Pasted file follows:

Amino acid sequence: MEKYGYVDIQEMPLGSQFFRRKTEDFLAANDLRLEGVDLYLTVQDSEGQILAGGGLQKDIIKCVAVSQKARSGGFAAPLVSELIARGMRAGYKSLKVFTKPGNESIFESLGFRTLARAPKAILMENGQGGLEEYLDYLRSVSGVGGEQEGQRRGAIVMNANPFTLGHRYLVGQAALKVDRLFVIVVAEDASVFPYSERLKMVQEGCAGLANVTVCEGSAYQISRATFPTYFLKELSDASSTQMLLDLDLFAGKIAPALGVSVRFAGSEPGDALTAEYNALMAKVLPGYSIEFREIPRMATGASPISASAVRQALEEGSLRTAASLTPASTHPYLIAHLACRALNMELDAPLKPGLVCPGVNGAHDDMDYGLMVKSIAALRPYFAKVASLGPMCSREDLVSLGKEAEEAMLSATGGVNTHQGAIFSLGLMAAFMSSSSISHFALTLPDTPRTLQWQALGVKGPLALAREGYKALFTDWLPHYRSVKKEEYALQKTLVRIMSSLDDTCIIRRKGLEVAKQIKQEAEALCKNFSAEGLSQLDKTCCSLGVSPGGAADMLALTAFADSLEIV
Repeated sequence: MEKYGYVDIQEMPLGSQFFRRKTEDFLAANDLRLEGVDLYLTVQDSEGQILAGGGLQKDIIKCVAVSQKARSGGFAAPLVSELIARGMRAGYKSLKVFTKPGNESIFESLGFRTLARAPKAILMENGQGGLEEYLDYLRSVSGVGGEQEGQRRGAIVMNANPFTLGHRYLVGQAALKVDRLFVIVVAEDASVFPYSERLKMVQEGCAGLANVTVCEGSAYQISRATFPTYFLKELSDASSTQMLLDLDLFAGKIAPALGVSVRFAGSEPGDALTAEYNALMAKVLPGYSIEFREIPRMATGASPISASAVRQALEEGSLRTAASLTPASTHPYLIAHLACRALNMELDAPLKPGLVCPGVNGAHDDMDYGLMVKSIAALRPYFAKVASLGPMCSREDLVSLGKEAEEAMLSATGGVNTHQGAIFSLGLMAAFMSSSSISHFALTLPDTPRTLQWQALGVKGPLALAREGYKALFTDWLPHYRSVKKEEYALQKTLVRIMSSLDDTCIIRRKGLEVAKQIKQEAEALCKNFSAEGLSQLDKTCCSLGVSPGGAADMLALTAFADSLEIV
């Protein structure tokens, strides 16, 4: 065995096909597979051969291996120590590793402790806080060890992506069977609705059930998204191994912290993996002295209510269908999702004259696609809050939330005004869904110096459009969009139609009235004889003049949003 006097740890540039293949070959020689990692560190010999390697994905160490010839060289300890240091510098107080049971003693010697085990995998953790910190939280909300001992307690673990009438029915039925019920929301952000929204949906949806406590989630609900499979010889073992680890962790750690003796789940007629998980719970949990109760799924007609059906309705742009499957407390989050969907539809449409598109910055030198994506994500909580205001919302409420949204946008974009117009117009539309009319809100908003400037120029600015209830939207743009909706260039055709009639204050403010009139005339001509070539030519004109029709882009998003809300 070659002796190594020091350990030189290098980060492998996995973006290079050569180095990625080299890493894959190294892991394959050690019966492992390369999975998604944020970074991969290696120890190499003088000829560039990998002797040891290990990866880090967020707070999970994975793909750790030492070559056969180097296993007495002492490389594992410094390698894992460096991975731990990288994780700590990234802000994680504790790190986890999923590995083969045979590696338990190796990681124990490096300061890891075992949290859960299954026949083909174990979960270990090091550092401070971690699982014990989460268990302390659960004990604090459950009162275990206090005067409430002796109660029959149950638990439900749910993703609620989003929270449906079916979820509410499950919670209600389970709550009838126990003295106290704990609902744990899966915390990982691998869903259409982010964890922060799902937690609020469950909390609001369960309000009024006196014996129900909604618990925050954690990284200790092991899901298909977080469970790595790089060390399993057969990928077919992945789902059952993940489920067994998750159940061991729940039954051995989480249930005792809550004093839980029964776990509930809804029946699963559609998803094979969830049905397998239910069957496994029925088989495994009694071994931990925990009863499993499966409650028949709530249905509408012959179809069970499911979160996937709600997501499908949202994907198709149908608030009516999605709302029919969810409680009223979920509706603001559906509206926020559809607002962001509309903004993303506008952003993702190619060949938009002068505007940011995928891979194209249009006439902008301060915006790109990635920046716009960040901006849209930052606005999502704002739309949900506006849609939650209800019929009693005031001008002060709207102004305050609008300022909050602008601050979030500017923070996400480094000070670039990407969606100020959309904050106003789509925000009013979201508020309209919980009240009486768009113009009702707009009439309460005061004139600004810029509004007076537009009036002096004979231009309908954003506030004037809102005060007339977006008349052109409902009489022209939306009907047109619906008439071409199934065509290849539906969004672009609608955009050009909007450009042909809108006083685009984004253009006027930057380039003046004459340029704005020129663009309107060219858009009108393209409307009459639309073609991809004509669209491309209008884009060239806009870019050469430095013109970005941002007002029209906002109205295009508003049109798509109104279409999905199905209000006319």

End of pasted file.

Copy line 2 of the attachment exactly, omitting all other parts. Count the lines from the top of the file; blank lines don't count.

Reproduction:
Repeated sequence: MEKYGYVDIQEMPLGSQFFRRKTEDFLAANDLRLEGVDLYLTVQDSEGQILAGGGLQKDIIKCVAVSQKARSGGFAAPLVSELIARGMRAGYKSLKVFTKPGNESIFESLGFRTLARAPKAILMENGQGGLEEYLDYLRSVSGVGGEQEGQRRGAIVMNANPFTLGHRYLVGQAALKVDRLFVIVVAEDASVFPYSERLKMVQEGCAGLANVTVCEGSAYQISRATFPTYFLKELSDASSTQMLLDLDLFAGKIAPALGVSVRFAGSEPGDALTAEYNALMAKVLPGYSIEFREIPRMATGASPISASAVRQALEEGSLRTAASLTPASTHPYLIAHLACRALNMELDAPLKPGLVCPGVNGAHDDMDYGLMVKSIAALRPYFAKVASLGPMCSREDLVSLGKEAEEAMLSATGGVNTHQGAIFSLGLMAAFMSSSSISHFALTLPDTPRTLQWQALGVKGPLALAREGYKALFTDWLPHYRSVKKEEYALQKTLVRIMSSLDDTCIIRRKGLEVAKQIKQEAEALCKNFSAEGLSQLDKTCCSLGVSPGGAADMLALTAFADSLEIV